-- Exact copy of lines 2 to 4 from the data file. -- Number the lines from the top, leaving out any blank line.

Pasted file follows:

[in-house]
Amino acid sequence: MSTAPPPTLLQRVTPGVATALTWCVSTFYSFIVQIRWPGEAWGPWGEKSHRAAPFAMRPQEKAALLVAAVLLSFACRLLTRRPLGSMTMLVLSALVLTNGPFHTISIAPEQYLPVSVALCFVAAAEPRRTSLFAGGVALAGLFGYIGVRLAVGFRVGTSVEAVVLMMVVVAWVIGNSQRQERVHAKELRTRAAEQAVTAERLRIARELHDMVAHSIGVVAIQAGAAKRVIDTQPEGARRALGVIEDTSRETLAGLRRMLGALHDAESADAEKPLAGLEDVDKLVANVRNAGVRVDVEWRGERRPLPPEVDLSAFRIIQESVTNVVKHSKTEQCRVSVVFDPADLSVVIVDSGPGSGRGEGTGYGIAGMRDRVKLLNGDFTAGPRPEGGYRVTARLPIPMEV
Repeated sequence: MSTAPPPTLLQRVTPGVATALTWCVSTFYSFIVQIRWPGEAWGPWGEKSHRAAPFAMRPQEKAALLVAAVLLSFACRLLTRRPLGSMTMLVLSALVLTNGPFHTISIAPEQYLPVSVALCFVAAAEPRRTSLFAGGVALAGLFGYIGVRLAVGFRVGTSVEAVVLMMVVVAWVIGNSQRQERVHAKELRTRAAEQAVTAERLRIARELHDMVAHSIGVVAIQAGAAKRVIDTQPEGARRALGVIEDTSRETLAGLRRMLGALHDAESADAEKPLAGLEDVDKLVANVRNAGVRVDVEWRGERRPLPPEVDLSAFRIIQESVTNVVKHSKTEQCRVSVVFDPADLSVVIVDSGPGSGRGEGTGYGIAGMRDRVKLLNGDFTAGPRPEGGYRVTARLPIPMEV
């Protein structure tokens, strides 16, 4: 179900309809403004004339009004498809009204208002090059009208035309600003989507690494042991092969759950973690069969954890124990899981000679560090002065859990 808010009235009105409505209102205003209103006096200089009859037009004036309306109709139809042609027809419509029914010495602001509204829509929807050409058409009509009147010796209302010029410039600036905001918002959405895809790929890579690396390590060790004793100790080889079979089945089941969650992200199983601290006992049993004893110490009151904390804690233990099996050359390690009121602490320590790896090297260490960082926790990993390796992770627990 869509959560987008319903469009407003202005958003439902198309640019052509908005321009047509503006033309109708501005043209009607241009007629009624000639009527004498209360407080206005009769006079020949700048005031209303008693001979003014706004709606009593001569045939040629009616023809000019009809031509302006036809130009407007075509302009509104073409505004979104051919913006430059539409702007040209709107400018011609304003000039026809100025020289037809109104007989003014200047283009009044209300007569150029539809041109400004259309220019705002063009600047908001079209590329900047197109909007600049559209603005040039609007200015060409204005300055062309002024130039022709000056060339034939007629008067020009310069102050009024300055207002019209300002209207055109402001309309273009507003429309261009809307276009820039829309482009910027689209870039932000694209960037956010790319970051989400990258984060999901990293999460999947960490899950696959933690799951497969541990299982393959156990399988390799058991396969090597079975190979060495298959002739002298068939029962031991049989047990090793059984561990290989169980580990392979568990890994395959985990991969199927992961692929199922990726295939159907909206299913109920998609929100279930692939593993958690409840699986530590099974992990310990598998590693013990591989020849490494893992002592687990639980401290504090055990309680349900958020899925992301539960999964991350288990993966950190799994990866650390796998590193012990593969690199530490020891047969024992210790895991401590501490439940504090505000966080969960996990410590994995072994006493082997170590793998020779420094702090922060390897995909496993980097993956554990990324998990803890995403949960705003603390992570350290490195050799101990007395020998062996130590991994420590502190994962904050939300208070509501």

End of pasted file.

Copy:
Amino acid sequence: MSTAPPPTLLQRVTPGVATALTWCVSTFYSFIVQIRWPGEAWGPWGEKSHRAAPFAMRPQEKAALLVAAVLLSFACRLLTRRPLGSMTMLVLSALVLTNGPFHTISIAPEQYLPVSVALCFVAAAEPRRTSLFAGGVALAGLFGYIGVRLAVGFRVGTSVEAVVLMMVVVAWVIGNSQRQERVHAKELRTRAAEQAVTAERLRIARELHDMVAHSIGVVAIQAGAAKRVIDTQPEGARRALGVIEDTSRETLAGLRRMLGALHDAESADAEKPLAGLEDVDKLVANVRNAGVRVDVEWRGERRPLPPEVDLSAFRIIQESVTNVVKHSKTEQCRVSVVFDPADLSVVIVDSGPGSGRGEGTGYGIAGMRDRVKLLNGDFTAGPRPEGGYRVTARLPIPMEV
Repeated sequence: MSTAPPPTLLQRVTPGVATALTWCVSTFYSFIVQIRWPGEAWGPWGEKSHRAAPFAMRPQEKAALLVAAVLLSFACRLLTRRPLGSMTMLVLSALVLTNGPFHTISIAPEQYLPVSVALCFVAAAEPRRTSLFAGGVALAGLFGYIGVRLAVGFRVGTSVEAVVLMMVVVAWVIGNSQRQERVHAKELRTRAAEQAVTAERLRIARELHDMVAHSIGVVAIQAGAAKRVIDTQPEGARRALGVIEDTSRETLAGLRRMLGALHDAESADAEKPLAGLEDVDKLVANVRNAGVRVDVEWRGERRPLPPEVDLSAFRIIQESVTNVVKHSKTEQCRVSVVFDPADLSVVIVDSGPGSGRGEGTGYGIAGMRDRVKLLNGDFTAGPRPEGGYRVTARLPIPMEV
């Protein structure tokens, strides 16, 4: 179900309809403004004339009004498809009204208002090059009208035309600003989507690494042991092969759950973690069969954890124990899981000679560090002065859990 808010009235009105409505209102205003209103006096200089009859037009004036309306109709139809042609027809419509029914010495602001509204829509929807050409058409009509009147010796209302010029410039600036905001918002959405895809790929890579690396390590060790004793100790080889079979089945089941969650992200199983601290006992049993004893110490009151904390804690233990099996050359390690009121602490320590790896090297260490960082926790990993390796992770627990 869509959560987008319903469009407003202005958003439902198309640019052509908005321009047509503006033309109708501005043209009607241009007629009624000639009527004498209360407080206005009769006079020949700048005031209303008693001979003014706004709606009593001569045939040629009616023809000019009809031509302006036809130009407007075509302009509104073409505004979104051919913006430059539409702007040209709107400018011609304003000039026809100025020289037809109104007989003014200047283009009044209300007569150029539809041109400004259309220019705002063009600047908001079209590329900047197109909007600049559209603005040039609007200015060409204005300055062309002024130039022709000056060339034939007629008067020009310069102050009024300055207002019209300002209207055109402001309309273009507003429309261009809307276009820039829309482009910027689209870039932000694209960037956010790319970051989400990258984060999901990293999460999947960490899950696959933690799951497969541990299982393959156990399988390799058991396969090597079975190979060495298959002739002298068939029962031991049989047990090793059984561990290989169980580990392979568990890994395959985990991969199927992961692929199922990726295939159907909206299913109920998609929100279930692939593993958690409840699986530590099974992990310990598998590693013990591989020849490494893992002592687990639980401290504090055990309680349900958020899925992301539960999964991350288990993966950190799994990866650390796998590193012990593969690199530490020891047969024992210790895991401590501490439940504090505000966080969960996990410590994995072994006493082997170590793998020779420094702090922060390897995909496993980097993956554990990324998990803890995403949960705003603390992570350290490195050799101990007395020998062996130590991994420590502190994962904050939300208070509501």